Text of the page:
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Jules Lines is Britain's most accomplished free solo climber. His quiet demeanour and natural technique have earned him the unofficial title of 'The Dark Horse' in Scottish climbing circles. In this, his first book, he recounts adventures and misadventures worldwide, from early achievements - completing all 277 Munros (1987) whilst still at school - to the continuing challenges of the present day. Spanning more than three decades of extreme climbing, his reflections reveal the drive and determination required for a human being to repeatedly gamble with his own existence, and for it to become not only a way of life, but his entire raison d'etre.
The sky appeared infinitely grey, burdened with its own unwanted moisture as it moulded round the summits of Beinn Eighe and Liathach, two creatively carved and complex mountains, perhaps Scotland’s finest. Gradually it descended further, smothering their naked profiles, transforming them into celestial ghosts.
The first term at Gordonstoun, in December of 1982, was a turning point in my life. On my 14th birthday, I donned appropriate ‘going out’ school uniform, took the bus into Elgin and with my pocket money bought ‘Munro’s Tables’ for the princely sum of £5.95. In this book was the list of all of the mountains in Scotland of 3,000 ft and above, as defined by Sir Hugh T Munro in 1891; there were 276 of them in the edition that I bought. I became so infatuated with Munro’s Tables that I could recite the whole list and knew the heights of each and every one of them.
The distant, primal groan of a rutting stag echoed in the night. Strangely, it was heartening to hear; it proved there was life out there. I was on my back, staring blankly into the dark expanse of the sky. My limbs were strapped tight, and some tubes were hanging out of my veins. I tried not to dwell on the pain too much…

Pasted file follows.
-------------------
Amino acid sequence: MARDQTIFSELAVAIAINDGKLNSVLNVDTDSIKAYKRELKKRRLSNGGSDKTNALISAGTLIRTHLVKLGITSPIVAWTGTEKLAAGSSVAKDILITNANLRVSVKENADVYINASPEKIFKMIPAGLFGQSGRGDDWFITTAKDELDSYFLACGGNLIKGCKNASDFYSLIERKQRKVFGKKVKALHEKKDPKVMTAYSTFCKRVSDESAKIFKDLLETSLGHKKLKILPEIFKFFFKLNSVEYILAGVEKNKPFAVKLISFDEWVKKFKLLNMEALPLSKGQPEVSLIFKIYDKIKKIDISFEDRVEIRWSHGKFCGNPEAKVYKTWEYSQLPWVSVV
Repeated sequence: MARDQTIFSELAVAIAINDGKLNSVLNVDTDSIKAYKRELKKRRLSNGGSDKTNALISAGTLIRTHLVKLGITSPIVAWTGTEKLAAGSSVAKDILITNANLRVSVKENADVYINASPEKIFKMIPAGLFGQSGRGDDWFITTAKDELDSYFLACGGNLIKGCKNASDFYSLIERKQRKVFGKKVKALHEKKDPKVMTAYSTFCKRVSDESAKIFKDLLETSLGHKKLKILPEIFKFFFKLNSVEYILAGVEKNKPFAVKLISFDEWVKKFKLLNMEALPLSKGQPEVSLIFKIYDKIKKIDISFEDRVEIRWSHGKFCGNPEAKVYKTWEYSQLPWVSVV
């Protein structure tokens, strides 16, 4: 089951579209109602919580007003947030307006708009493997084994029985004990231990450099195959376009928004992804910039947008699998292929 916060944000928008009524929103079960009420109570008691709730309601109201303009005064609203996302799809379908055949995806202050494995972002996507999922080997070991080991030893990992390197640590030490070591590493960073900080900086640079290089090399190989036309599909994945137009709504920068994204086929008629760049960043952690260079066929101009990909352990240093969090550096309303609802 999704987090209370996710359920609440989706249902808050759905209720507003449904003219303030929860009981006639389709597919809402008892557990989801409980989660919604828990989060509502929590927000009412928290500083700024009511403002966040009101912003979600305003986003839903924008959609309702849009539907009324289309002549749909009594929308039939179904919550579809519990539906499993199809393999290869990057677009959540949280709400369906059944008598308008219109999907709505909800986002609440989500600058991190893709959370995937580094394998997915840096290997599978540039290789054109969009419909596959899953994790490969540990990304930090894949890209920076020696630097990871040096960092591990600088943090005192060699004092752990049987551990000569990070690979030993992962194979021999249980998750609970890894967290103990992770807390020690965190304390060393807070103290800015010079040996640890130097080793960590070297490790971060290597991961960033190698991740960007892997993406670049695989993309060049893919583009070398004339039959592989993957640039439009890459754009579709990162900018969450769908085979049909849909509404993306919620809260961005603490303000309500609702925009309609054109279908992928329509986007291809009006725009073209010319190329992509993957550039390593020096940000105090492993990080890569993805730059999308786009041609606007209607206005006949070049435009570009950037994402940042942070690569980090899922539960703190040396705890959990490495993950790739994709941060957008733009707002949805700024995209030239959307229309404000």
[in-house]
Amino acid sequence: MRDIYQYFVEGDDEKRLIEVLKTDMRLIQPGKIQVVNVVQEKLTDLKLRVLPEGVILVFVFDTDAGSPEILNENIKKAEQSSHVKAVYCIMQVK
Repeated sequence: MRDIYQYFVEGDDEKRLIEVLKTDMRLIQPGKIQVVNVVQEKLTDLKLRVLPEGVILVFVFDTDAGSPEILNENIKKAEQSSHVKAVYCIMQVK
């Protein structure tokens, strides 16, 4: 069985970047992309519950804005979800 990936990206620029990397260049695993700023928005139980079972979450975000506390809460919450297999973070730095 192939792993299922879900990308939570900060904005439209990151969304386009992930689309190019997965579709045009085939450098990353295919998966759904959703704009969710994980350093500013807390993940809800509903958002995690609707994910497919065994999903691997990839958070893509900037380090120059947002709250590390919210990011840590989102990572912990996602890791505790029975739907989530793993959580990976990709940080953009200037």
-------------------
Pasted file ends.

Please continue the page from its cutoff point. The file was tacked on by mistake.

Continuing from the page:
I took a breather from my work and looked down into the bottom of the vast, concrete dry dock, 150ft below, where workmen were running around like busy ants. Above me towered the top half of the drilling derrick, from which I was hanging by two ropes. Living surrounded by this world of noise and machines, I felt like a cyborg embryo, attached to its steel mother by two precious nylon umbilicals.
I met up with Johnny Dawes on the boulders at Stanage and we talked a little about The Angels' Share. I mentioned that I thought it was fourth dimensional slab climbing, which questions its very possibility, as one’s balance and centre of gravity have to be of the utmost precision for a successful ascent. Johnny looked at me deeply with his wide, inquisitive eyes, studying what I had just said. Possibly I had caught him on his wavelength – moving in a world on a hidden dimensional plane.
Or perhaps it was more fantastical than that, and we were fictional characters living amongst a playground of grit, playing out our dreams without destinies.
The plain beneath me swept away for miles. Washed out colours began to intensify. Then, as the sun bobbed onto the horizon, some lethargic shrouds of fog began to vaporise from around the scattered copses of eucalyptus, and some kangaroos hopped across my screen. My life was blissful as I sat there, absorbing the sense of freedom, the landscape, the sky, the lifestyle, and the newfound warmth of the sun in the tranquil scene, like a Dalai Lama without destiny.
I could hear all of the normal late afternoon noises going on in the street five stories below - they were alien to me. There was a TV in one corner - it was on - with the volume turned down and Portuguese subtitles on the screen. I felt as though I were in a cell in a foreign country, infused in a foreign language, with no one to talk to. My colleagues were away and working and, as I came to properly, the lethargy of boredom overtook me. I loathed boredom. I picked up my paper knife, brain idling, bringing the blade to my chest, slicing through my skin in a neat line, thinking perhaps to see my heart beating. Crimson tears trickled down my chest.
Author: Jules Lines
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